Scientists of Wageningen Marine Research have just returned from the Arctic after a successful expedition organised by Oceanwide Expeditions, Inezia Tours & Natuurpunt. During the spring, whilst working in the Greenland Sea to the Southwest of Spitsbergen, the scientists discovered a group of at least 100 foraging bowhead whales (Balaena mysticetus). This is a rare and endangered whale which is believed to be almost extinct and is consequently classed as ‘Critically Endangered’ according to the IUCN.
For some years scientists from Wageningen Marine Research have worked as expedition guides on board the expedition vessel Plancius from Oceanwide Expeditions. Since 2015, increasing numbers of bowhead whales have been observed on the edge of the pack-ice off East Greenland during these expeditions, but this year all previous numbers were exceeded. On the 1st June 2018, during almost 7 hours steaming along the pack ice, a total of 104-114 bowhead whales were systematically counted.
The bowhead whale is well adapted to live in the Arctic and is therefore the only large whale that can survive year-round in this extreme climate and specifically along the pack-ice. The sub-population of bowhead whales in the area of Spitsbergen/Greenland Sea has been greatly reduced since the whaling operations from the 16th century and consequently this subpopulation, which is estimated to number ‘several hundreds of whales’ is now listed as Critically Endangered on the Red List of the IUCN.
In 2015, during a similar expedition, a total of 90 bowhead whales were recorded. It became immediately clear to the scientists that this type of data has an important scientific value as so little is currently known about this species that occurs in the Greenland Sea. The data indicate that the bowhead whales gather along the pack-ice during May/June. Old whaling data from the 16th century onwards highlight that the whales were hunted in the waters to the northwest of Spitsbergen (in April/May) and migrated south-westward by late spring (adult males and females without calves), while others moved north from Spitsbergen into the receding pack ice. Acoustic data has recently shown that during the winter months the bowhead whales occur further north off West Spitsbergen.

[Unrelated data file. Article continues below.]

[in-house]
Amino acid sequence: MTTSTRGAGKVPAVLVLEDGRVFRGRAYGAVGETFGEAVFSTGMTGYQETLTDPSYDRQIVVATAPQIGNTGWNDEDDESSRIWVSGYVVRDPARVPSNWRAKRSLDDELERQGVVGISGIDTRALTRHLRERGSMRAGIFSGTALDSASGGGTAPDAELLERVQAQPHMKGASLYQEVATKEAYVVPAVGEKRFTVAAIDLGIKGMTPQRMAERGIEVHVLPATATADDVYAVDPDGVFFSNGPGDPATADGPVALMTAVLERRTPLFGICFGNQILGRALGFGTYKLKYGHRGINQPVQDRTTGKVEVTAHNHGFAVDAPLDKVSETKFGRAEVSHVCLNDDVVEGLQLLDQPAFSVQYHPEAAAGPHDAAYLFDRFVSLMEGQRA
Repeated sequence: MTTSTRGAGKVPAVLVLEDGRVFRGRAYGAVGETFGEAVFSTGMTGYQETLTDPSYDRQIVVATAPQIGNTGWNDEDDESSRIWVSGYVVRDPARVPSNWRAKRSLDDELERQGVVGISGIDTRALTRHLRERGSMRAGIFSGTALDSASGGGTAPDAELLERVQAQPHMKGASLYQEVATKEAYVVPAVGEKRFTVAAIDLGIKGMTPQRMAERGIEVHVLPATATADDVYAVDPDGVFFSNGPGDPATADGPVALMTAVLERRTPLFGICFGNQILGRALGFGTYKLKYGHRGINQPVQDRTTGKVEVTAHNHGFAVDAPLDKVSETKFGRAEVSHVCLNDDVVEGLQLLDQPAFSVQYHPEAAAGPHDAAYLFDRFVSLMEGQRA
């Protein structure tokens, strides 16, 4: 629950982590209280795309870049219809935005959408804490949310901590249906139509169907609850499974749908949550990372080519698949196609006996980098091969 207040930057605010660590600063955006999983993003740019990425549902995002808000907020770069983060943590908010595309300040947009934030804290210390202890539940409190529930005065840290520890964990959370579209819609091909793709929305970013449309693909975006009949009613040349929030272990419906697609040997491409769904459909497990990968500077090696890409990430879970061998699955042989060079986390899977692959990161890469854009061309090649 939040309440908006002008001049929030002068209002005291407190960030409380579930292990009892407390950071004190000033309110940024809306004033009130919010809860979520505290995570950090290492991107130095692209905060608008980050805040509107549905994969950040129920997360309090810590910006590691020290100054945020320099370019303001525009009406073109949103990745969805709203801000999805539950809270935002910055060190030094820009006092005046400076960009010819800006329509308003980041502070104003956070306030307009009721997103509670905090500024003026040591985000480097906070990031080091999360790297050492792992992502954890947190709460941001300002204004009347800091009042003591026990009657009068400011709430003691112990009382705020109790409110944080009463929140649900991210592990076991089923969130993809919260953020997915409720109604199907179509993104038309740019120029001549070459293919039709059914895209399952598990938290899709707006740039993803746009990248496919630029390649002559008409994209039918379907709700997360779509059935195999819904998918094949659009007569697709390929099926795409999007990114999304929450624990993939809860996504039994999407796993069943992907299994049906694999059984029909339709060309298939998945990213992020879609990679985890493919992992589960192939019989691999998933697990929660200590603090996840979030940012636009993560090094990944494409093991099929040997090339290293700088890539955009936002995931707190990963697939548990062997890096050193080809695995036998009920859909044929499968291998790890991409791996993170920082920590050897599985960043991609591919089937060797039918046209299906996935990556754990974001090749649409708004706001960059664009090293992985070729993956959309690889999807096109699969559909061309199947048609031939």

The bowhead whales were intensively hunted from the 16th century onwards for several hundred years and the various subpopulations that occur in the Arctic have yet to recover. Added to this the species’ very survival is now under threat from climate change. Even though it appears that the Spitsbergen sub-population may be larger than previously assumed, continued international research is still very necessary. In spite of the exceptional numbers of Bowhead whales encountered by the scientists this spring it is clear that this long-lived whale continues to be on the brink of extinction.